Interesting post, interesting comments: “There are complex concerns regarding the ethical use of drones, the most important being public safety. There are ways in which drones may become more hazardous than helpful to the public. The operators of these drones have to know what they are doing and no citizens should be harmed in the event of a crash landing or other loss of control. And operators must also be careful to adhere to certain laws when possible.”
Noting reactions to drones for journalism
I’ll admit: I expected privacy concerns. I expected the “OMG the MEDIA has PREDATORS” tweets. And I expected people to ask if they could shoot down a drone over their property.
But I didn’t expect UFOs.
For the record, and in case you don’t click the links, no, there weren’t UFO’s over a protest in Moscow. It was a drone mounted camera. You can read more about that on this very blog here.
It’s easy to dismiss this, but it raises a question of markings. Should journalists clearly mark their tiny aircraft with “PRESS” or something similar? And, how exactly do you do that on such a small craft? It’s easy to brand a news helicopter — plenty of surface area to mark up. However, it’s not so easy to put visible branding or markings on a ultra lightweight RC helicopter. Should you?
— Matt Waite
What is drone journalism?
With the FAA set to open the nation’s airways to civilian unmanned aircraft, the potential uses for drones outside of the military are starting to open up. And that raises a question: Could you do journalism from a drone?
That’s a question we want to try and answer at the Drone Journalism Lab at the University of Nebraska-Lincoln’s College of Journalism and Mass Communications. We’ve just started the lab and will have our first drone to start testing soon.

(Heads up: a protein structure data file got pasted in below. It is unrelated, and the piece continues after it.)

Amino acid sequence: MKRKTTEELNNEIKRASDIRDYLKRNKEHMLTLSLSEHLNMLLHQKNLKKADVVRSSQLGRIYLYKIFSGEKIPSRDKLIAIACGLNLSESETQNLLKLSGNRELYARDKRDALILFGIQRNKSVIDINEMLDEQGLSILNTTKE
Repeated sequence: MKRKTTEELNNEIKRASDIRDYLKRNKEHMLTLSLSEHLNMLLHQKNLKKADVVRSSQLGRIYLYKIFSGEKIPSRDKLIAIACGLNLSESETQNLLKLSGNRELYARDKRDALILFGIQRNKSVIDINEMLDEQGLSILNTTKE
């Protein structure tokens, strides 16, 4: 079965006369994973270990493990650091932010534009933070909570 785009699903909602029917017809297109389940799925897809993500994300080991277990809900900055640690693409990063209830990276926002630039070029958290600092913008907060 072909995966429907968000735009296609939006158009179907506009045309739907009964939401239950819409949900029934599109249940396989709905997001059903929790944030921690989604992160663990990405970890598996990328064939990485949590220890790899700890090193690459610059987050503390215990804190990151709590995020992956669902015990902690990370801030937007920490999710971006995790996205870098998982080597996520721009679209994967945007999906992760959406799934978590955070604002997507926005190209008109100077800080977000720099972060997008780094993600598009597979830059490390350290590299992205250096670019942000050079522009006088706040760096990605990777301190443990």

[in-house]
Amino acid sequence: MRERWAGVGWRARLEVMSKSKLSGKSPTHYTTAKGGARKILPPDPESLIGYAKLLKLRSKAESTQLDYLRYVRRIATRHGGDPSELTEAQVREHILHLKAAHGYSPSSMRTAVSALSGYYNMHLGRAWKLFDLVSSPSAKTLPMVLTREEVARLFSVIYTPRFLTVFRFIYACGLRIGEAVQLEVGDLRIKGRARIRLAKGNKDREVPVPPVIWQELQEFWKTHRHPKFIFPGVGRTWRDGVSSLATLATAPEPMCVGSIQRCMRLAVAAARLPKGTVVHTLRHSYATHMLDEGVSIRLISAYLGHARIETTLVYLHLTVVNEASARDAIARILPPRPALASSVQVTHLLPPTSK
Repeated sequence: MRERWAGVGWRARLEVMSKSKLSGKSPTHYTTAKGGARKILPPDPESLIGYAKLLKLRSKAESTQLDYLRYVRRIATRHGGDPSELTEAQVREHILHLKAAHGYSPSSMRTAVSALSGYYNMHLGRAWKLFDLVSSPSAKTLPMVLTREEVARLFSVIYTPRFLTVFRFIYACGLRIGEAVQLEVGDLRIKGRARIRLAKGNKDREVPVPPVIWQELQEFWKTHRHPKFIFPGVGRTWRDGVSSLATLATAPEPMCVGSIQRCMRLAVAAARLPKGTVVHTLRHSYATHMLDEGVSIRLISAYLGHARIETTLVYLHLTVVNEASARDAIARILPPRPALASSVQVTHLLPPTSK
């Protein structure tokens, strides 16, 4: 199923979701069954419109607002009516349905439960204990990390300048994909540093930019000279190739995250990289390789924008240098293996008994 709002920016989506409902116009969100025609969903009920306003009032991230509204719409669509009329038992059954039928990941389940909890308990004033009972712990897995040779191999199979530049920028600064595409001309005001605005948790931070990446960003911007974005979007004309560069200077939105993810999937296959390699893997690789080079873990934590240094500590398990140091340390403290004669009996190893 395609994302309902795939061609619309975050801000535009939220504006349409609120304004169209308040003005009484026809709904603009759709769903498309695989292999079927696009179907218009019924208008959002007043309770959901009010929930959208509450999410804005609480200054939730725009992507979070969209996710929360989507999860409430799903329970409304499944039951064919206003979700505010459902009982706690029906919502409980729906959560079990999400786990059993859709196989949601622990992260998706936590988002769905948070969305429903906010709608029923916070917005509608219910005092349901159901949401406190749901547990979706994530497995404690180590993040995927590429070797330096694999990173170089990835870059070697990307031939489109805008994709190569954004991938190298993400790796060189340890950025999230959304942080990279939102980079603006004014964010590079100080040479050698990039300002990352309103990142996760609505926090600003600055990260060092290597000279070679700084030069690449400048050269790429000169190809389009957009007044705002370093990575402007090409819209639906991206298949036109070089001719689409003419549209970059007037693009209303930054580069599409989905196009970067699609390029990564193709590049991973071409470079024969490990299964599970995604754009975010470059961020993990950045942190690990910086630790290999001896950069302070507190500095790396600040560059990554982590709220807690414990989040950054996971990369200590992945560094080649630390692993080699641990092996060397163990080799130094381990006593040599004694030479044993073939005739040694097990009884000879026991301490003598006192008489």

So what is drone journalism? Here’s a first crack at trying to define it: Drone journalism is the use of unmanned aircraft to gather photos, video and data for reporting. Between inexpensive RC aircraft with high-definition video cameras mounted to them to sophisticated autonomous aircraft with high-resolution imaging hardware onboard, the applications for reporting on disasters, mass protests and other news events with a large geographic extent are wide open.
You’re already starting to see applications. In Poland, a man mounted a camera to a RC helicopter and gathered images of a protest.
But there’s more. Imagine the reporting potential of more sophisticated platforms like the Gatewing X100.
Questions to be answered that we’re going to explore at the lab:
- How can you do journalism from a drone?
- What are the best practices?
- What are the ethical issues?
- What are the legal issues?
- What are the privacy issues?
- How does drone journalism affect the balance between the public’s right to know and law enforcement or security issues?
Stay tuned. We’re just getting started.
— Matt Waite